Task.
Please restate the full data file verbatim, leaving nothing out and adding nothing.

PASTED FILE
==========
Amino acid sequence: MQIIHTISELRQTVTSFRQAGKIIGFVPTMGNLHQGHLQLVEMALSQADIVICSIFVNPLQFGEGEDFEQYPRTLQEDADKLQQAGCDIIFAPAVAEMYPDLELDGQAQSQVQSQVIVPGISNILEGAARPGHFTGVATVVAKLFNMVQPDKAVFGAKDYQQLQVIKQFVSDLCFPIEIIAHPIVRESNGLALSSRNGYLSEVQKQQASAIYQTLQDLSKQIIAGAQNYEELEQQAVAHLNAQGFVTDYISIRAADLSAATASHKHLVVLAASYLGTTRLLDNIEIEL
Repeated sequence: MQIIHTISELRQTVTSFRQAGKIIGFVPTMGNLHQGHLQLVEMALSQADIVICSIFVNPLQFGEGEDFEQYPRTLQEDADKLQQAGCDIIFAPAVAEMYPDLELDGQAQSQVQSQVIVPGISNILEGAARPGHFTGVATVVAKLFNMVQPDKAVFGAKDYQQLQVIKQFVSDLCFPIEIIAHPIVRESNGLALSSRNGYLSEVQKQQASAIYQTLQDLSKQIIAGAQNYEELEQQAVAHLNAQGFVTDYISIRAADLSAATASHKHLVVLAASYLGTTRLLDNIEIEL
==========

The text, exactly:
Amino acid sequence: MQIIHTISELRQTVTSFRQAGKIIGFVPTMGNLHQGHLQLVEMALSQADIVICSIFVNPLQFGEGEDFEQYPRTLQEDADKLQQAGCDIIFAPAVAEMYPDLELDGQAQSQVQSQVIVPGISNILEGAARPGHFTGVATVVAKLFNMVQPDKAVFGAKDYQQLQVIKQFVSDLCFPIEIIAHPIVRESNGLALSSRNGYLSEVQKQQASAIYQTLQDLSKQIIAGAQNYEELEQQAVAHLNAQGFVTDYISIRAADLSAATASHKHLVVLAASYLGTTRLLDNIEIEL
Repeated sequence: MQIIHTISELRQTVTSFRQAGKIIGFVPTMGNLHQGHLQLVEMALSQADIVICSIFVNPLQFGEGEDFEQYPRTLQEDADKLQQAGCDIIFAPAVAEMYPDLELDGQAQSQVQSQVIVPGISNILEGAARPGHFTGVATVVAKLFNMVQPDKAVFGAKDYQQLQVIKQFVSDLCFPIEIIAHPIVRESNGLALSSRNGYLSEVQKQQASAIYQTLQDLSKQIIAGAQNYEELEQQAVAHLNAQGFVTDYISIRAADLSAATASHKHLVVLAASYLGTTRLLDNIEIEL